Friday, August 31, 2012

eggplant croquettes with garlic aioli.

There is something to be said about fried cheese.  Whether they are croquettes, mozzarella sticks, or fried raviolis, it seems that most everyone can’t resist gooey cheesy bites.  As a cheeseaholic, I am particularly drawn to all forms of fried cheese (and non fried cheese, I have never met a cheese I didn’t like), so when perusing my most recent cookbook addition Plenty and saw the recipe for eggplant croquettes with feta, I knew I had to make them (especially since they also involved eggplant!).  This is a healthy version of a croquette (or as healthy as fried cheese and vegetables can be) yet it still brings to mind bar food.  The chunks of smoky eggplant and creamy feta give a bit of texture to each bite and the parmesan gives the perfect amount of salty cheesiness.  The best part though is the garlic aioli.  It makes an unbelievable dipping sauce for the croquettes with the acidity of the aioli complementing the eggplant and feta perfectly.  I served mine with a green salad and it made for a lovely Sunday evening dinner. 

Eggplant Croquettes with Garlic Aioli
Recipe adapted from Plenty by Yottam Ottolenghi

I use one large eggplant instead of two medium ones, which was a big mistake (maybe not a big mistake but a mistake none the less).  When cooking these over the flame the big eggplant charred too fast on the outside before it could fully soften on the inside, so smaller eggplants are ideal.  Or you can just cook it in the oven and then it wouldn’t matter which size you use, they would just take longer to cook! Both instruction sets are below.

Serves  6 (or you can halve this as I did!)

4 medium sized eggplants
2 medium russet potatoes, cooked, peeled and smashed
1 large egg beaten
5 oz. feta, crumbled
¼ cup grated parmesan
½ teaspoon salt
Black pepper
About 1 ¾ cups breadcrumbs
Oil for frying

Garlic Aioli

1 egg yolk
2 small garlic clove diced
1 ½ tablespoon lemon juice
¼ teaspoon salt
¼ cup grapeseed/vegetable oil
¼ cup olive oil

Burn the eggplants.  You can do this by cooking the eggplant over a medium flame on a gas stove, rotating the eggplant every few minutes until the eggplant is charred and collapsed.  This should take about 12 – 15 minutes. If you don’t have a gas oven you can cook the eggplant in the oven.  Stab the eggplant with a fork (make sure you stab all over) and roast in the oven at 400 degrees for about an hour until tender.  When the eggplants are cool, make a slit along each eggplant and use a spoon to scoop out the flesh; try to avoid the black skin.  Place eggplant in a colander and discard the skin.  Leave to drain for 30 minutes to get rid of some of the liquid.  Once drained you should have about 1 ¼ pounds of eggplant flesh. Chop the eggplant flesh up so you don't have super big chunks of eggplant!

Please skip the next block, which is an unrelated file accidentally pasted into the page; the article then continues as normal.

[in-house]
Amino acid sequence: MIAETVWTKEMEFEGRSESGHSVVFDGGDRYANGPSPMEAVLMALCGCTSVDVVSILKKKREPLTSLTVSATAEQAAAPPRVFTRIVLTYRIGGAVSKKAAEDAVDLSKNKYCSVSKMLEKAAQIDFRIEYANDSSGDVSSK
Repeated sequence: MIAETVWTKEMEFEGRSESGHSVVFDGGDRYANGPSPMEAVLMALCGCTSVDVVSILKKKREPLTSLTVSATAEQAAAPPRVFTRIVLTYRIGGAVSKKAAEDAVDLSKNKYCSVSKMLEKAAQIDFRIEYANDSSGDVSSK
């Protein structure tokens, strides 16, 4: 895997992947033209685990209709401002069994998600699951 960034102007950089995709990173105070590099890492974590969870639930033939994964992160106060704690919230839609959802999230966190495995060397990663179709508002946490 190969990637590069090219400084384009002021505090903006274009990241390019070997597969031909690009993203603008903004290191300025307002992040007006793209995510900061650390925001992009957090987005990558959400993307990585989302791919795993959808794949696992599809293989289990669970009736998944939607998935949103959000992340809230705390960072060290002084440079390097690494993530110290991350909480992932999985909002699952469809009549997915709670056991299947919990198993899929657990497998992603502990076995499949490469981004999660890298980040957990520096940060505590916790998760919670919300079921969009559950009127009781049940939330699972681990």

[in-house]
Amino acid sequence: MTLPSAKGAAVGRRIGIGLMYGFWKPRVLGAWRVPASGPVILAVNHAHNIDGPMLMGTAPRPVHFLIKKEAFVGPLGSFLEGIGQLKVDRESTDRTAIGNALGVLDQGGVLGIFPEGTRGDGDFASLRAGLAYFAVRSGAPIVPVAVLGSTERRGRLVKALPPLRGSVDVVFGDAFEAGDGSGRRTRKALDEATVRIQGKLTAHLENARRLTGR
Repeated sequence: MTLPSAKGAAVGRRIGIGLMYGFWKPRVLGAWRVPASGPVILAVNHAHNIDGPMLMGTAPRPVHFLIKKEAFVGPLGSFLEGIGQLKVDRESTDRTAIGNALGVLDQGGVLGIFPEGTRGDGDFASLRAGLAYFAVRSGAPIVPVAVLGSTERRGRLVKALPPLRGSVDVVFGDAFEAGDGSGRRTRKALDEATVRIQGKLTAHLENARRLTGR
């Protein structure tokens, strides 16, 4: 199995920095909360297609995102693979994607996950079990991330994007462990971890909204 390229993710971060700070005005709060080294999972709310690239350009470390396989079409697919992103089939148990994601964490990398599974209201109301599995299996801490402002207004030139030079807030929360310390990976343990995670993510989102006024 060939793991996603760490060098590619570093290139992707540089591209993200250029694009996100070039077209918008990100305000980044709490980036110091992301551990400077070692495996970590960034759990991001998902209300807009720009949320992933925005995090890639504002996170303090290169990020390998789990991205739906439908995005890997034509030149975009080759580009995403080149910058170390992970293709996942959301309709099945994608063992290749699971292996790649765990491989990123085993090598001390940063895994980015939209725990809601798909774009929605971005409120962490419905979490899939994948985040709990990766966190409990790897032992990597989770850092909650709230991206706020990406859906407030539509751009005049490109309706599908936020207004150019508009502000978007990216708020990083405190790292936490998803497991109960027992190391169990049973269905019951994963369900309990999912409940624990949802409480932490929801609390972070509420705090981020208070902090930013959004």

Place the eggplant flesh in a large bowl.  Add the potatoes, egg, feta, parmesan, salt, and some pepper.  Bring everything togther gently with a fork; you want to keep the mix quite rough.  Add about half the breadcrumbs, just enough so the mix is sufficiently solid to hold its shape but is still a little sticky.  Place the remainder of the breadcrumbs on a large plate.

Take small handfuls of the eggplant mixture and roll it into little logs in your hands (about 1 inch by 3 inches), then roll egg log into the breadcrumbs and place them on a baking sheet.  Repeat this until you have rolled all the eggplant mixture into logs.  Refrigerate the logs for at least 20 minutes but you can refrigerate for up to a day. 
Fill a large pot with oil.  Heat the oil on medium heat.  When the oil is hot, place some of the croquettes in (I did 5 at a time), cooking until golden brown in color (should only take a could of minutes).  Place the cooked croquettes on a paper towel while you cook the rest.  When finished cooking serve with the garlic aioli!

For the aioli: Combine the egg yolk, garlic cloves, lemon juice, 1 teaspoon of water, and salt in a large bowl. Whisk all the ingredients together.  Slowly (and I mean very slowly) drizzle in the olive oil while you whisk (I usually dribble in a little and then whisk).  After drizzling in the olive oil, drizzle in the other oil (once again slowly). The whole process should take about 5 minutes.  Once done you should have a slightly thinned mayo.